Wednesday, February 18, 2015

The New Car Bluz

My apologies for being late posting this week.  I spent Monday and Tuesday in a mad scramble to make the best of a bad situation.  Here’s what happened.

As you may know, it’s been cold as Ann Coulter’s heart around here… Monday morning it was 3 degrees.  I know, people on the plains or in the upper Midwest get that all the time, but Baltimore rarely gets that mind-numbingly cold.

I was concerned about how my 2002 Chrysler Concorde would hold up; I think this is the coldest it’s been since I got it in 2010, and it still has its original battery.  But when I went out to the car Monday morning, it started up just fine.  (It started up OK on Sunday as well.)

About a mile into my trek to the subway, the oil light came on.  It had never done that before.  I figured the sensors must be cold and the oil extra sludgy, so I continued on my way.  I only had another 2 miles to go and hell, back in the day, I used to drive my car with the oil light on, for months.  (Granted, I was both stupid and broke back then.  I don’t mess around like that anymore.)

I thought I’d get to the subway, go to work, and then afterwards, swing by the Jiffy Lube that was right on my way home.

Right outside the turnoff to the subway lot, the car just stopped running.  I had just made a left at the light (for which I luckily didn’t have to stop).  Realizing I was right on the doorstep, so to speak, I figured I’d use the car’s momentum to glide down to the turn-in and just ease into a parking space.

What I didn’t figure was that I would have to do it without benefit of either power steering or power brakes.  So at the dead end, where I’d have to make another left into the lot, I had to wrestle the wheel around like I was cornering in an aircraft carrier.  I still wasn’t braking yet, because I wanted to keep up my forward momentum.

Then I had one last maneuver where I had to make essentially 3 rights and come to rest in an open parking spot.  That’s when it got tough, because I had practically no brakes.  I really had to stand on the pedal, so not to careen into the curb.  But somehow I managed to get it come to rest in a parking space.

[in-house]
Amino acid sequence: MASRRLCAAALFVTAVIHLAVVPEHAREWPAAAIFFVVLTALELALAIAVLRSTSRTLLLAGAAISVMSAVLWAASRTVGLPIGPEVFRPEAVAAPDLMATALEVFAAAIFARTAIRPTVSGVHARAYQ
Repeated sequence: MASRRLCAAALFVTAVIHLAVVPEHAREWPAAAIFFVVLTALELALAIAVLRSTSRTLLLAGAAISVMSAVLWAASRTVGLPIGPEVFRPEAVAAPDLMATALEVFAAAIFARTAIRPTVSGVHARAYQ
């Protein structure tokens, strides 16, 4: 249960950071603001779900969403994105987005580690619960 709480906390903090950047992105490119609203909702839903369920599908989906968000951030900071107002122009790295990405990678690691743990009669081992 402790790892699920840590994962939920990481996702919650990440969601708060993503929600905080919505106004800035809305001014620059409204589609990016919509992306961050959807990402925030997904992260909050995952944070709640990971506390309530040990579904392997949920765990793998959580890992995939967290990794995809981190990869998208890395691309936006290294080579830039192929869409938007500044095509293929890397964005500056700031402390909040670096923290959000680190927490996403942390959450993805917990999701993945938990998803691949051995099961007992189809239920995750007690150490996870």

Once at work, I called to arrange to have the car towed to my local garage, which is about a half mile from my apartment.  They’re a little pricy, but it’s walking distance.  Not having to bug someone for a ride is an important factor to me.

It’s funny; when you’re illegally parked, they can tow your car in a heartbeat.  But if you want your car towed, they insist on your being there.  So I asked my boss if I could work the rest of the day from home, (she said yes, because she’s a very understanding boss), so I went to meet the tow truck back at my car.

As I mentioned, the tow truck guy got my car scooped up and onto the flatbed in no time at all, and then dropped the both of us at the garage.  I left the key with the mechanics, and set about walking home.

First stop, however, was the local Chinese food place.  It was lunchtime, and “brotha’s gotta eat.”  Besides, there’s nothing better than hot and sour soup when you’ve been standing out in frozen temperatures for a while.

The garage called me later that afternoon, and told me that the “usual suspects,” the battery and alternator, were fine.  They’d have to tear into it a little deeper… which was gonna cost me.

Sigh.  But fine.  What else was I going to do?  He said it would take about 3 more hours, by which time they’d be closing, so I should probably expect to hear from them on Tuesday morning.  Because we were expecting about 5” of snow overnight, it was already likely I was going to work from home anyway, to this sealed the deal.